- What is Anaphylaxis
- Statistics on Anaphylaxis
- Risk Factors for Anaphylaxis
- Progression of Anaphylaxis
- Symptoms of Anaphylaxis
- Clinical Examination of Anaphylaxis
- How is Anaphylaxis Diagnosed?
- Prognosis of Anaphylaxis
- How is Anaphylaxis Treated?
- Anaphylaxis Prevention
- Anaphylaxis References
What is Anaphylaxis
Anaphylaxis is a sudden, severe allergic reaction to a substance (called an allergen) that can be life-threatening. Common substances which can cause as severe allergic reaction include bee stings, insect bites, peanuts, eggs, drugs given to the body, etc.
Anaphylaxis suddenly affects the whole body, with severe allergic symptoms including: difficulty breathing, rash, swelling, tummy pain, and reduced blood pressure leading to shock. Anaphylaxis is a medical emergency where immediate treatment is needed to prevent potential death.
When exposed to a foreign substance, some people suffer reactions identical to anaphylaxis, but in which no allergy is involved. These reactions are called anaphylactoid, meaning anaphylaxis-like reactions. In anaphylaxis, the immune system must be “primed” by previous allergen exposure. But in anaphylactoid reactions can occur with no previous allergen exposure at all. An example of something that can bring on a severe allergic reaction is radiographic contrast material (the dye injected into arteries and veins to make them show up on an x-ray). Although the mechanism of an anaphylactoid reaction is different, the allergy treatment is the same.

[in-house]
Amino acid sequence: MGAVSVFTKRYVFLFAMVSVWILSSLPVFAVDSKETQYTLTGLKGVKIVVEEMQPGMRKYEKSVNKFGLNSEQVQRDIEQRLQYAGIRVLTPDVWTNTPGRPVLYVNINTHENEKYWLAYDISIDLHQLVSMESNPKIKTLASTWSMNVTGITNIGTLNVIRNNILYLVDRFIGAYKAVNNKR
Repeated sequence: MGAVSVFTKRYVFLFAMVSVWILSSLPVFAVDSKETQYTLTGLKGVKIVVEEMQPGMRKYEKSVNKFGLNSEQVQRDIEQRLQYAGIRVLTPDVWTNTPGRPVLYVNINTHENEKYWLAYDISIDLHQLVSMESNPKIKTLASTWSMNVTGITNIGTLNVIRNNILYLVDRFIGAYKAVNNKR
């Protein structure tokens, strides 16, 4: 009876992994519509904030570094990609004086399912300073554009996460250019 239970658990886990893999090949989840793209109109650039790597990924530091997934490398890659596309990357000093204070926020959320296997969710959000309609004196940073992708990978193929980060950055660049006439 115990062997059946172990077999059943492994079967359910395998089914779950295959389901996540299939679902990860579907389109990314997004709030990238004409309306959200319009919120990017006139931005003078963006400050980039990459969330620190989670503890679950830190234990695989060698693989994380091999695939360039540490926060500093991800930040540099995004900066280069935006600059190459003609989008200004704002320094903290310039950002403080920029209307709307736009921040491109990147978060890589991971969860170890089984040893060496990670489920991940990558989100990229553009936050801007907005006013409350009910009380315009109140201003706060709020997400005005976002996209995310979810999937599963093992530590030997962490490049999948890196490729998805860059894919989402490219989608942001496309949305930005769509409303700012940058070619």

Statistics on Anaphylaxis
Anaphylaxis occurs infrequently. However, it is life-threatening and can occur at any time. Milder forms of anaphylaxis occur much more frequently than fatal anaphylaxis. The frequency of anaphylaxis is increasing and this has been attributed to the increasing number of potential allergens to which people are exposed. In the US, anaphylaxis causes approximately 500-1000 deaths in a year. However the figure is difficult to determine accurately because of underdiagnosis and underreporting.
No major differences have been reported in the incidence and prevalence of severe allergic reactions between men and women. Anaphylaxis occurs in all age groups.